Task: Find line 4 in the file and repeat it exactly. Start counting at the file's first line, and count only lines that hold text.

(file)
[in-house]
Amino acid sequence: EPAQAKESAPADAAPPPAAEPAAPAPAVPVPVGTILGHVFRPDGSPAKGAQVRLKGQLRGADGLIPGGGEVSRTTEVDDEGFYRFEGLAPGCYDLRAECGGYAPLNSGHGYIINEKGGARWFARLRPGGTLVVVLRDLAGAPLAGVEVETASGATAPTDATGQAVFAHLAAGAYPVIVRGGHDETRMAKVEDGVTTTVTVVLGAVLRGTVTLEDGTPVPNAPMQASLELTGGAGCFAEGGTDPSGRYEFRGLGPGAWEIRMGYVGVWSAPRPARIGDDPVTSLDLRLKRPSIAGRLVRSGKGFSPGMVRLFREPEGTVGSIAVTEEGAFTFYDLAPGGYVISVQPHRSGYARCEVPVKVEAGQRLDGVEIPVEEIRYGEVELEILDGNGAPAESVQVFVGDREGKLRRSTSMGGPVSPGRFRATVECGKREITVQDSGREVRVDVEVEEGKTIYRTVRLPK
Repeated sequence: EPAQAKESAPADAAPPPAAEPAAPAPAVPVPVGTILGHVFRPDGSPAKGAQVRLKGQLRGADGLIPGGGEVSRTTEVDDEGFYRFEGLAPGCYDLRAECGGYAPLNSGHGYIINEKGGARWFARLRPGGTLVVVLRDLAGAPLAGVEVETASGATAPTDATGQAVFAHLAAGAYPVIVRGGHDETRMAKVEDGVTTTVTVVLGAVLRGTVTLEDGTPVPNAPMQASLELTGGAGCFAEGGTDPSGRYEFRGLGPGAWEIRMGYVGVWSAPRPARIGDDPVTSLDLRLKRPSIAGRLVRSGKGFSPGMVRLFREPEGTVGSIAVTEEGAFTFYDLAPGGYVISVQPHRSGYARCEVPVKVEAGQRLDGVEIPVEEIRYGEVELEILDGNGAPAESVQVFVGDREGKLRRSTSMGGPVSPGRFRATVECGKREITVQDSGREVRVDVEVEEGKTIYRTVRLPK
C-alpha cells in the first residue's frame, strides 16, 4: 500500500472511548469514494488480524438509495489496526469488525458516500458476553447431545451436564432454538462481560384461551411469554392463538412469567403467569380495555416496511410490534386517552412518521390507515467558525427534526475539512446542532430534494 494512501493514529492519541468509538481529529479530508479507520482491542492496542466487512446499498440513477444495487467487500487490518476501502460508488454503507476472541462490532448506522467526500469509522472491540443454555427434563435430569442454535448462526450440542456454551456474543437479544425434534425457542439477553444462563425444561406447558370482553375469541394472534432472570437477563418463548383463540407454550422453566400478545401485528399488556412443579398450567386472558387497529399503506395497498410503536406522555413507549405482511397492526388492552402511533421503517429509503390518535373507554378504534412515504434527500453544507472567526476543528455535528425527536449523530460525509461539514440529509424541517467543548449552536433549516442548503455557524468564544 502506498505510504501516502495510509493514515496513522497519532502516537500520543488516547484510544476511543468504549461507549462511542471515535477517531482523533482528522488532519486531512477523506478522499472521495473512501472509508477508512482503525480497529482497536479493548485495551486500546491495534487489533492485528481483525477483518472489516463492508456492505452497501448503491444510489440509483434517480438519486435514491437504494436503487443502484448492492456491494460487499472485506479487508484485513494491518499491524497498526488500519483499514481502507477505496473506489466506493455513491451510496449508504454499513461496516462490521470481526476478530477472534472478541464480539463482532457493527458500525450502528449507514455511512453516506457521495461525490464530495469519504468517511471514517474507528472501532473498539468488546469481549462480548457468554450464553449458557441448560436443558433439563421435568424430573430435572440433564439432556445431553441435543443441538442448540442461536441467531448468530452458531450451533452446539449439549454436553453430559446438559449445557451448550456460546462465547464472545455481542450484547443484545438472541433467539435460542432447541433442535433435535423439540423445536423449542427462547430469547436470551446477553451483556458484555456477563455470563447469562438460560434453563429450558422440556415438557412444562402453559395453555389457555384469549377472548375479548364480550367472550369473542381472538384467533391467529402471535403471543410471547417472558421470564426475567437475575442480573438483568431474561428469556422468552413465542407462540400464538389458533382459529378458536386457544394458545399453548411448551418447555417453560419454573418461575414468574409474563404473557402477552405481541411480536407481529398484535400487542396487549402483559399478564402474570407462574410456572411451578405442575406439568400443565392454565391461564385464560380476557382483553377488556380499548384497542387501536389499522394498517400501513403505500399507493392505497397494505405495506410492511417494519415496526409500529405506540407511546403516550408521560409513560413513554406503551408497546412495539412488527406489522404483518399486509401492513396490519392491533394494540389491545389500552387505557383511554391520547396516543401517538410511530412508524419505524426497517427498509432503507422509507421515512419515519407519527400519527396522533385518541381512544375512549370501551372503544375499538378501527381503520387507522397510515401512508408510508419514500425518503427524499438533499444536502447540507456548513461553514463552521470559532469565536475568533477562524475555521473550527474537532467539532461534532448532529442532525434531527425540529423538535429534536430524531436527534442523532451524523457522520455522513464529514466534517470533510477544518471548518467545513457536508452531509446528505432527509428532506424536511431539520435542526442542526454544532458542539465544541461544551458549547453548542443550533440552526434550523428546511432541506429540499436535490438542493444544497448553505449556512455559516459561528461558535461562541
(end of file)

C-alpha cells in the first residue's frame, strides 16, 4: 500500500472511548469514494488480524438509495489496526469488525458516500458476553447431545451436564432454538462481560384461551411469554392463538412469567403467569380495555416496511410490534386517552412518521390507515467558525427534526475539512446542532430534494 494512501493514529492519541468509538481529529479530508479507520482491542492496542466487512446499498440513477444495487467487500487490518476501502460508488454503507476472541462490532448506522467526500469509522472491540443454555427434563435430569442454535448462526450440542456454551456474543437479544425434534425457542439477553444462563425444561406447558370482553375469541394472534432472570437477563418463548383463540407454550422453566400478545401485528399488556412443579398450567386472558387497529399503506395497498410503536406522555413507549405482511397492526388492552402511533421503517429509503390518535373507554378504534412515504434527500453544507472567526476543528455535528425527536449523530460525509461539514440529509424541517467543548449552536433549516442548503455557524468564544 502506498505510504501516502495510509493514515496513522497519532502516537500520543488516547484510544476511543468504549461507549462511542471515535477517531482523533482528522488532519486531512477523506478522499472521495473512501472509508477508512482503525480497529482497536479493548485495551486500546491495534487489533492485528481483525477483518472489516463492508456492505452497501448503491444510489440509483434517480438519486435514491437504494436503487443502484448492492456491494460487499472485506479487508484485513494491518499491524497498526488500519483499514481502507477505496473506489466506493455513491451510496449508504454499513461496516462490521470481526476478530477472534472478541464480539463482532457493527458500525450502528449507514455511512453516506457521495461525490464530495469519504468517511471514517474507528472501532473498539468488546469481549462480548457468554450464553449458557441448560436443558433439563421435568424430573430435572440433564439432556445431553441435543443441538442448540442461536441467531448468530452458531450451533452446539449439549454436553453430559446438559449445557451448550456460546462465547464472545455481542450484547443484545438472541433467539435460542432447541433442535433435535423439540423445536423449542427462547430469547436470551446477553451483556458484555456477563455470563447469562438460560434453563429450558422440556415438557412444562402453559395453555389457555384469549377472548375479548364480550367472550369473542381472538384467533391467529402471535403471543410471547417472558421470564426475567437475575442480573438483568431474561428469556422468552413465542407462540400464538389458533382459529378458536386457544394458545399453548411448551418447555417453560419454573418461575414468574409474563404473557402477552405481541411480536407481529398484535400487542396487549402483559399478564402474570407462574410456572411451578405442575406439568400443565392454565391461564385464560380476557382483553377488556380499548384497542387501536389499522394498517400501513403505500399507493392505497397494505405495506410492511417494519415496526409500529405506540407511546403516550408521560409513560413513554406503551408497546412495539412488527406489522404483518399486509401492513396490519392491533394494540389491545389500552387505557383511554391520547396516543401517538410511530412508524419505524426497517427498509432503507422509507421515512419515519407519527400519527396522533385518541381512544375512549370501551372503544375499538378501527381503520387507522397510515401512508408510508419514500425518503427524499438533499444536502447540507456548513461553514463552521470559532469565536475568533477562524475555521473550527474537532467539532461534532448532529442532525434531527425540529423538535429534536430524531436527534442523532451524523457522520455522513464529514466534517470533510477544518471548518467545513457536508452531509446528505432527509428532506424536511431539520435542526442542526454544532458542539465544541461544551458549547453548542443550533440552526434550523428546511432541506429540499436535490438542493444544497448553505449556512455559516459561528461558535461562541